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Elotuzumab Accepted for Priority Review by FDA for Previously-Treated Patients With Multiple Myeloma


The submission by BMS includes results from the ELOQUENT-2 trial that were recently published in the New England Journal of Medicine.

The FDA has accepted elotuzumab, being developed as Empliciti, for priority review. A monoclonal antibody that stimulates the signaling lymphocyte activation molecule F7 (SLAMF7) cell-surface receptor, the biologics license application for elotuzumab was submitted jointly by Bristol-Myers Squibb and AbbVie for the treatment of multiple myeloma in patients who have received 1 or more prior therapies.

The submission primarily includes results from the ongoing ELOQUENT-2 trial, a phase 3 open-label, multicenter global study that included 646 patients at 168 sites who were randomized to receive elotuzumab in combination with lenalidomide and dexamethasone (elotuzumab group) or lenalidomide and dexamethasone alone (control group) in 28-day cycles until disease progression, unacceptable toxicity, or withdrawal of consent. Primary end points of the trial, results of which were published in the New England Journal of Medicine, were progression-free survival (PFS) and overall response rate (ORR). Secondary end points were overall survival (OS) and severity of pain or interference with daily life.

At a median follow-up of 24.5 months, 35% of patients in the elotuzumab group and 20% in the control group were receiving study treatment. PFS at 1 year was 68% (95% confidence interval [CI], 63 to 73) in the elotuzumab group and 57% (95% CI, 51 to 62) in the control group. Median PFS in the elotuzumab group was 19.4 months (95% CI, 16.6 to 22.2) while in the control group, it was 14.9 months (95% CI, 12.1 to 17.2) with a hazard ratio of 0.70 (95% CI, 0.57 to 0.85; P<.001).

The authors concluded that in patients with relapsed or refractory multiple myeloma, the addition of elotuzumab to lenalidomide and dexamethasone, as compared with lenalidomide and dexamethasone as control therapy, improved PFS and the ORR, showing that direct activation and engagement of the innate immune system to selectively kill myeloma cells can provide clinically meaningful and statistically significant improvements in treatment outcomes. The elotuzumab group presented a 30% reduction in disease progression or death compared with the control group. OS studies ae ongoing.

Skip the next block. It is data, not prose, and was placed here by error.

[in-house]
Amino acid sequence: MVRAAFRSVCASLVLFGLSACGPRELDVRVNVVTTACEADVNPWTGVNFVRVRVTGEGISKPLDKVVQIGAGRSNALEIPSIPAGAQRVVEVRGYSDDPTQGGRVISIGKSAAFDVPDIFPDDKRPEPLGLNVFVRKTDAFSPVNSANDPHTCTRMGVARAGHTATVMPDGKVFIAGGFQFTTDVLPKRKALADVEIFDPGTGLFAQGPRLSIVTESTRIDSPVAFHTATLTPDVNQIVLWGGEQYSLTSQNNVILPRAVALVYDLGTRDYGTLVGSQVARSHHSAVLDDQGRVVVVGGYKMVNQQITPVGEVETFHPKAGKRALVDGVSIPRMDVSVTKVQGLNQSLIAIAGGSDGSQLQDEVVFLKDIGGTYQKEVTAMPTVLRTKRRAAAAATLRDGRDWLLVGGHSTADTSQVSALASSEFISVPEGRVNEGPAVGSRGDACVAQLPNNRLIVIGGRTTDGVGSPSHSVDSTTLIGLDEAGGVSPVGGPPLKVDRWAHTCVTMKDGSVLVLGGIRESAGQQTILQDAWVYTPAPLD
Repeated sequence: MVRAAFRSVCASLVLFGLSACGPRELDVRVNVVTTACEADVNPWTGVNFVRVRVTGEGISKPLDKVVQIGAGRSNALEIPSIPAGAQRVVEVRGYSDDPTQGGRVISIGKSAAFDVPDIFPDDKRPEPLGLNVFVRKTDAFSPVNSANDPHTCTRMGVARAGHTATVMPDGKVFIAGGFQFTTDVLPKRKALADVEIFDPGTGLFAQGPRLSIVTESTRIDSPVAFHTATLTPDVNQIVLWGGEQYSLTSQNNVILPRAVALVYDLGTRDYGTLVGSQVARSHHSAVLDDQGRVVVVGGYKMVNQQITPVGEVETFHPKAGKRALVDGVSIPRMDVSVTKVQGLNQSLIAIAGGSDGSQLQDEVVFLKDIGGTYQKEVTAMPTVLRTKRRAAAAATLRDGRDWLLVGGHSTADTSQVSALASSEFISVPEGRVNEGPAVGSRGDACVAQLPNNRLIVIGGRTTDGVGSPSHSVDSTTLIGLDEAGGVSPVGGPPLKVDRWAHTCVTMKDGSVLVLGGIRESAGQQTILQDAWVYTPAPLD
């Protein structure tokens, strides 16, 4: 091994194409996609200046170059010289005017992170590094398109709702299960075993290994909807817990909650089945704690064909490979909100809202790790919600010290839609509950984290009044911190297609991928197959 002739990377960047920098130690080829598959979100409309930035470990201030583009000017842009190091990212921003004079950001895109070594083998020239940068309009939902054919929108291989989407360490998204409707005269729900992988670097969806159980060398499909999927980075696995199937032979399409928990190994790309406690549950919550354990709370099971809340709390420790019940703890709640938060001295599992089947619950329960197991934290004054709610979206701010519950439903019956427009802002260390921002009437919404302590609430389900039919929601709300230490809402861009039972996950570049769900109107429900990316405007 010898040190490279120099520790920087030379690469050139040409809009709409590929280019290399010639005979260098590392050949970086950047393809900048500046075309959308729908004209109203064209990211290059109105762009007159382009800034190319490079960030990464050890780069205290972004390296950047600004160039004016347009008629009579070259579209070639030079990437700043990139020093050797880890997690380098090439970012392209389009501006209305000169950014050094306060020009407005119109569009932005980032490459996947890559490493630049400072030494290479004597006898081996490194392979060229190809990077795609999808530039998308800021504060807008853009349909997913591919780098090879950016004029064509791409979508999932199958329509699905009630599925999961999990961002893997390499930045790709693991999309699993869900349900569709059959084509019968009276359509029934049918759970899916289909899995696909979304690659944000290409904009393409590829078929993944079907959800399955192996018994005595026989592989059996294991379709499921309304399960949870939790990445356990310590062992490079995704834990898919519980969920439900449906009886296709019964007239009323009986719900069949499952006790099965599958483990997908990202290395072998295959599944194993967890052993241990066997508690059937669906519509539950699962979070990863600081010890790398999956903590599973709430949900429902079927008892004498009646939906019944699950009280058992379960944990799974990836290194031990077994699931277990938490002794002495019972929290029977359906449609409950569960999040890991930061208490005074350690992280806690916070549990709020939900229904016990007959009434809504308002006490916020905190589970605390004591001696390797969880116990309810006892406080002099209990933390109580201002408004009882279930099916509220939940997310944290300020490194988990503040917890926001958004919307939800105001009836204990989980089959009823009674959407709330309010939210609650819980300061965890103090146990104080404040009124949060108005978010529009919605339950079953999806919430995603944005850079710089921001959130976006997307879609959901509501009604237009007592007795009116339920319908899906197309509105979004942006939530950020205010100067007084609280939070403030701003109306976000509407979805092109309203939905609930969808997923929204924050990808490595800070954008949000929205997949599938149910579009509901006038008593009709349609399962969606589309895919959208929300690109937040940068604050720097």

Results from a phase 2 open-label study, which were presented during the annual meeting of the American Society of Clinical Oncology in May this year, were also a part of the submission to the FDA. The study evaluated the advantage of incorporating the monoclonal antibody, elotuzumab, into a treatment regimen of bortezomib/dexamethasone in relapsed-refractory multiple myeloma (RRMM) patients. Results presented showed that the study met its primary end point of PFS: elotuzumab significantly improved PFS when combined with bortezomib/dexamethasone, and elotuzumab-treated patients had a 28% reduction in their risk of disease progression.

Elotuzumab is simultaneously undergoing accelerated assessment in Europe.

“Bristol-Myers Squibb is delighted by the approach both agencies have taken to review the Empliciti applications as it underscores the unmet medical need in the treatment of multiple myeloma and the role Immuno-Oncology may play,” said Michael Giordano, MD, senior vice president, Head of Oncology Development, Bristol-Myers Squibb in a press release. “The acceptance of our applications by the FDA and EMA brings Bristol-Myers Squibb’s Immuno-Oncology science a step closer to helping patients with hematologic malignancies.”

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